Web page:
At first glance, the valuation of intellectual property may not be the first thing you think of during the course of a commercial bankruptcy. While most hard assets, such as accounts receivable, inventory and tangible assets, are already pledged as collateral, intellectual property – including trade secrets, permits and patents – can represent a ”hidden” value of the debtor. Although the Bankruptcy Code definition of intellectual property doesn’t include trade names and trademarks, the latter are also frequently a consideration during commercial bankruptcy proceedings.
To better understand the connection between intellectual property and commercial bankruptcy proceedings, it’s useful to examine how the three generally accepted intangible asset valuation approaches apply in the bankruptcy environment: cost, market and income.
The cost approach is based on the theory an investor will pay no more for an asset than the cost to obtain an asset of equal utility. While not as commonly used as income- and market-based approaches when valuing intangible assets, the cost approach may be used to value software or technology that is very early in the development process.
The market approach is often used in the valuation of patents, trademarks, technology and certain copyrights. The most common market approach used is the relief from royalty method, which values an intangible asset based on the benefit of ownership through the avoidance of the theoretical royalty it would have had to pay to “rent” the intangible if it wasn’t owned.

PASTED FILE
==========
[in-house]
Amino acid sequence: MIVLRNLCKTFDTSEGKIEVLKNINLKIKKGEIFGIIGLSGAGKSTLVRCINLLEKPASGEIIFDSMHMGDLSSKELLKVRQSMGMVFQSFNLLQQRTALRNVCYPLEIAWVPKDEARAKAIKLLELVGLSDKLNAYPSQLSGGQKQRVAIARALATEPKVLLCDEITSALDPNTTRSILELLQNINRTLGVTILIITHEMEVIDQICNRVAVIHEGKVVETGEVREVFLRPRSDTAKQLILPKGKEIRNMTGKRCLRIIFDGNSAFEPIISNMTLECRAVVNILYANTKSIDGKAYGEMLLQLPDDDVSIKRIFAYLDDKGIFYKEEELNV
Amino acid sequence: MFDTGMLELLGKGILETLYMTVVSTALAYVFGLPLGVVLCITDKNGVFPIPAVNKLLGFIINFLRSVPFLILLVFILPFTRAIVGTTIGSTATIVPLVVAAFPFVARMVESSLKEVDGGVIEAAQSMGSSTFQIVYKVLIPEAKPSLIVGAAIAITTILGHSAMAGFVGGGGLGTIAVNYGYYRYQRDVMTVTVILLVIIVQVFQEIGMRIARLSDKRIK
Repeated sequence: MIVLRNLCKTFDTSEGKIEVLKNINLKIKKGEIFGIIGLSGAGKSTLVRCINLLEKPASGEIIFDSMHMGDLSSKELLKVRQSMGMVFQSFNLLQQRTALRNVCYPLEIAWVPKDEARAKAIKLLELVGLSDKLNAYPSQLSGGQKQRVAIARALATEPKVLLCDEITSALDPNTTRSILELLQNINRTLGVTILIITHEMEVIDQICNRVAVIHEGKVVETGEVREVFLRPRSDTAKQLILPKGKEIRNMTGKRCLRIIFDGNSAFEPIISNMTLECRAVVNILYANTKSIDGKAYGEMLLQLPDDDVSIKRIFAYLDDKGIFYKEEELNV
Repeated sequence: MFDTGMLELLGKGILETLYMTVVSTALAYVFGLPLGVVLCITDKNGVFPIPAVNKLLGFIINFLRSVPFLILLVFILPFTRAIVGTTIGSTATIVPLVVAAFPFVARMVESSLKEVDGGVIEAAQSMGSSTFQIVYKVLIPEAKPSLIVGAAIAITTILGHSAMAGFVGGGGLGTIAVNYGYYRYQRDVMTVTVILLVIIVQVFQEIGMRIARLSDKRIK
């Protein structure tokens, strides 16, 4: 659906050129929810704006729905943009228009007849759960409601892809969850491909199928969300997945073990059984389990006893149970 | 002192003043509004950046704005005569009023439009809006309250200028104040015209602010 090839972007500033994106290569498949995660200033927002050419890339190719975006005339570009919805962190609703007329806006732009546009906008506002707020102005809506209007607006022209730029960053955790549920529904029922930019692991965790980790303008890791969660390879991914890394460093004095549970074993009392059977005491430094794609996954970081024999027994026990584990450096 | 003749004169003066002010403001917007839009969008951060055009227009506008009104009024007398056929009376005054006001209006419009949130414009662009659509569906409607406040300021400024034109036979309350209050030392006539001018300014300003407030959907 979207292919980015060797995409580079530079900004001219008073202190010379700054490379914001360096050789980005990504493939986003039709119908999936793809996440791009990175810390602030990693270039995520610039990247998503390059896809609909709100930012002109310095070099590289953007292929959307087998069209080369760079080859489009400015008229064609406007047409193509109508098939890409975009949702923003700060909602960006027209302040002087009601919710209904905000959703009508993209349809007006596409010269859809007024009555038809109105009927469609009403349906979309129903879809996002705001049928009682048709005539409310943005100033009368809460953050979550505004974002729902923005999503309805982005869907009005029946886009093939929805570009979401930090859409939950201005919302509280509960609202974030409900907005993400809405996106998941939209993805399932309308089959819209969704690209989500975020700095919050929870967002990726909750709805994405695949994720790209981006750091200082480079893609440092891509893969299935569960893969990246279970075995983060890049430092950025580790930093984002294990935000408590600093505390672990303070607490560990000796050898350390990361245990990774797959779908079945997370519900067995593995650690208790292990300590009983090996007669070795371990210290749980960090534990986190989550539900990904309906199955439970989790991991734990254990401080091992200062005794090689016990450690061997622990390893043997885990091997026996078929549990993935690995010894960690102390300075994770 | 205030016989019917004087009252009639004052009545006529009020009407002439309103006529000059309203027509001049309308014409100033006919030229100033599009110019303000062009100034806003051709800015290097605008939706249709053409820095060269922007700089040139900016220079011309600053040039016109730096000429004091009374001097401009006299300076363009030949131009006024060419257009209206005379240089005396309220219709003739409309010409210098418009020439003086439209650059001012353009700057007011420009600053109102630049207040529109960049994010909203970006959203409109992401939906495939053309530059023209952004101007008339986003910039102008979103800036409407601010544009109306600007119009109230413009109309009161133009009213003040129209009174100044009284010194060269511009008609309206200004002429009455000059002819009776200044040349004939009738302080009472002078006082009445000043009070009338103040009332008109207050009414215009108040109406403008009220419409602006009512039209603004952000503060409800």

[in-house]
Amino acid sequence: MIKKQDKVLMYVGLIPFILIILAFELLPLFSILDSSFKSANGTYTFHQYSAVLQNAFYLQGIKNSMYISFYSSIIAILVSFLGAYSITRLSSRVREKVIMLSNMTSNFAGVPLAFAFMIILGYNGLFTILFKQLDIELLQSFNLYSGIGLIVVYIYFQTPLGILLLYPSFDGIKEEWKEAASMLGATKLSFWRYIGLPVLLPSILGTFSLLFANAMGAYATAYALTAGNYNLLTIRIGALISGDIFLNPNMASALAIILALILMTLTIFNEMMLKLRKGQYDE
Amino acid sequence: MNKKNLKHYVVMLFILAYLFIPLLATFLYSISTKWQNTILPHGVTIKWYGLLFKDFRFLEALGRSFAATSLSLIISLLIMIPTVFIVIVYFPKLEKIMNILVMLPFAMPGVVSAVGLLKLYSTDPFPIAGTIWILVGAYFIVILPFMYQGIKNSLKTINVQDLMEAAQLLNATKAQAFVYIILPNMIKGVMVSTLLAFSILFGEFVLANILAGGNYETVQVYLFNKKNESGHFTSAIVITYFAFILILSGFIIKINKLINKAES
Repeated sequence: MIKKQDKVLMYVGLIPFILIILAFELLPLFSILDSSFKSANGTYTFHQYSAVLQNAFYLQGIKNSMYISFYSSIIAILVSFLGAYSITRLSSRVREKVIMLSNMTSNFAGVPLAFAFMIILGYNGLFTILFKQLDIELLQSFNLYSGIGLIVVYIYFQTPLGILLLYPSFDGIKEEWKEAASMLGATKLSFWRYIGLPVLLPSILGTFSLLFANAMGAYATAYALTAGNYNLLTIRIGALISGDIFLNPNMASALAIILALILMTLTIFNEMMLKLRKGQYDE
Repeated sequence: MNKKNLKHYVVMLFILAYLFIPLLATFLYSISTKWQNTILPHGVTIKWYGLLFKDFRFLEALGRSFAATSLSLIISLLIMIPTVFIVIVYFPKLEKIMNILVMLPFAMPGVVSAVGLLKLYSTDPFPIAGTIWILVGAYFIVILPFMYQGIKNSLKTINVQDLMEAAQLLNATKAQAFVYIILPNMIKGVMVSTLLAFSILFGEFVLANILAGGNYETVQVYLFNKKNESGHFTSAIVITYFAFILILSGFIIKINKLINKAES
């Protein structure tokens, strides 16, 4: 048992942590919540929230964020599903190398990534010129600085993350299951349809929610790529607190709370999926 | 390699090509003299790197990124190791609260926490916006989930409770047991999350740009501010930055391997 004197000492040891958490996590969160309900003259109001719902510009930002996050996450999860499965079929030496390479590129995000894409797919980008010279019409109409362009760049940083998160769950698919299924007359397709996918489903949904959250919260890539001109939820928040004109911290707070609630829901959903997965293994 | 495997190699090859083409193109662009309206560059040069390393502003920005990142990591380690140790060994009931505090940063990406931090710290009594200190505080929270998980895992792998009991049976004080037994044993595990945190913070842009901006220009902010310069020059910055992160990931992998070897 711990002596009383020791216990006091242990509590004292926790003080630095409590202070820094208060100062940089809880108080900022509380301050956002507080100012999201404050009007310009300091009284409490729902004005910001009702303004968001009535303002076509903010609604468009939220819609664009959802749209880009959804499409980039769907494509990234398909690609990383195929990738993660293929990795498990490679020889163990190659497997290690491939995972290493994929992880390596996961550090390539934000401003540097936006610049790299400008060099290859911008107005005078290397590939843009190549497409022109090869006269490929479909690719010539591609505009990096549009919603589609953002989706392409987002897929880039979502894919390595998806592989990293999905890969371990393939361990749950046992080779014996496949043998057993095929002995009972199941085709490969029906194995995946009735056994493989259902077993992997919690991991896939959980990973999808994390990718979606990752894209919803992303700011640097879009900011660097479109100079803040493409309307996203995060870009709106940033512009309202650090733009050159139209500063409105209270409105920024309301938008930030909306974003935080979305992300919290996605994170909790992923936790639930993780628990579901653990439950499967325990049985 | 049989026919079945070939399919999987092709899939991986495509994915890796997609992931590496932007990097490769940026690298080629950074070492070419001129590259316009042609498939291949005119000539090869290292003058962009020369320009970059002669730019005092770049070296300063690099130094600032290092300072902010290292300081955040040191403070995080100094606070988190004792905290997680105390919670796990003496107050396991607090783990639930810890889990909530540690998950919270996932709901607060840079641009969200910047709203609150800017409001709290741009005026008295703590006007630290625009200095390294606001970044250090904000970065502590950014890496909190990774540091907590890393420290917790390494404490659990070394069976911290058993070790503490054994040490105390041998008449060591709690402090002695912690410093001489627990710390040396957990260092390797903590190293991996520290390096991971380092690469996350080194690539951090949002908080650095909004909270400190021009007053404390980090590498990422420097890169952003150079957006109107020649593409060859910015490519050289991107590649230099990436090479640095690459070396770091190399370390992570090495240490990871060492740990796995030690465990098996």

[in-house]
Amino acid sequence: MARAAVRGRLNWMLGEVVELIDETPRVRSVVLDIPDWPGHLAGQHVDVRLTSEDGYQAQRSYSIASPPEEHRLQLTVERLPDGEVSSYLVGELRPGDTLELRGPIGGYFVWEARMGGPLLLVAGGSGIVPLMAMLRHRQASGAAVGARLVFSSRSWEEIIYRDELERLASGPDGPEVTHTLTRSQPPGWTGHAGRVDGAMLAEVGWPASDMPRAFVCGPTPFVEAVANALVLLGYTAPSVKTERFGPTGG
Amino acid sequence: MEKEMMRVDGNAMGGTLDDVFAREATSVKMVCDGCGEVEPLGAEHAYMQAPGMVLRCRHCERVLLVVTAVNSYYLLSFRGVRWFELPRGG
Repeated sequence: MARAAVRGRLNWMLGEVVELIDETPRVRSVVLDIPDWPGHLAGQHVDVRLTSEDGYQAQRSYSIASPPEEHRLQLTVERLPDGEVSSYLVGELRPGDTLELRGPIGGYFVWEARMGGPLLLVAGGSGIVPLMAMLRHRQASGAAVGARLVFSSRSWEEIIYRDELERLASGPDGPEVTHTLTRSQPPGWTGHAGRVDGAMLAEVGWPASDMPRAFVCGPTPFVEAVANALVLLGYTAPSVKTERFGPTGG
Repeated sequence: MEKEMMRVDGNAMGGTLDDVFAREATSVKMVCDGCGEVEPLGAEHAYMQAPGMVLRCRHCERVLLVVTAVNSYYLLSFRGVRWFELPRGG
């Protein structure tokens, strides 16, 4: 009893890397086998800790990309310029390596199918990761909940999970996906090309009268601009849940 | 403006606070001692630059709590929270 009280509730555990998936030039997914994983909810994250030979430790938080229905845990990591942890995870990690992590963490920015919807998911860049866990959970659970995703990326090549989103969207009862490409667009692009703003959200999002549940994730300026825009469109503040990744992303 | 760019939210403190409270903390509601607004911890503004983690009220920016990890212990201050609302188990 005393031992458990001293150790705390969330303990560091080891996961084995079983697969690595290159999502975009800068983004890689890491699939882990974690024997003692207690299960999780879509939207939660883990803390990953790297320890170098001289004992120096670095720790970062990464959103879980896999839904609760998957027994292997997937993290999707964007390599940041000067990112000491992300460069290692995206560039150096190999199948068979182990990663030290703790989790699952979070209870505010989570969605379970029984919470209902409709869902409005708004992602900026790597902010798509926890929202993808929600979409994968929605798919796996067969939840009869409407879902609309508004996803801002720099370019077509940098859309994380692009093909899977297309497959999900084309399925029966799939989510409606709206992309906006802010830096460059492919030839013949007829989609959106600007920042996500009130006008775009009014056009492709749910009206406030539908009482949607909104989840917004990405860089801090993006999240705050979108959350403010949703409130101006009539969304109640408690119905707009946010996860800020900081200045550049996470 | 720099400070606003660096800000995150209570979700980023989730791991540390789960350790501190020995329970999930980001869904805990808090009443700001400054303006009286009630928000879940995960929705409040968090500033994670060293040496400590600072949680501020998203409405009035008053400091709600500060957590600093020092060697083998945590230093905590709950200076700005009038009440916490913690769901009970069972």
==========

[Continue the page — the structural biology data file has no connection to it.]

The income approach determines the value of an intangible asset based on the present value of the expected cash flows attributed to that asset. The income approach is typically used to value patented or unpatented trade secrets as well as certain trademarks and copyrights. If an owner is able to either experience increased revenue or decreased costs as a result of a specific intangible, this approach would likely apply.
When it comes to Ch. 7, 9 and 11 bankruptcy proceedings, the valuation of intellectual property provides a much clearer picture of the debtor’s full value. A valuation analyst experienced in intellectual property valuations can help determine the value of intangible assets that have not been pledged as secured debt collateral.
About the Author
Howard Klein, CPA / CFE / CIRA / CVA, is a leader in the firm’s Valuation and Litigation Advisory Group. His areas of expertise include valuations, bankruptcy and fraud investigations, and accounting, auditing & review services. Howard has served as an expert accounting witness in numerous cases involving bankruptcy, fraud, contract disputes, lost profits, valuations, and domestic issues.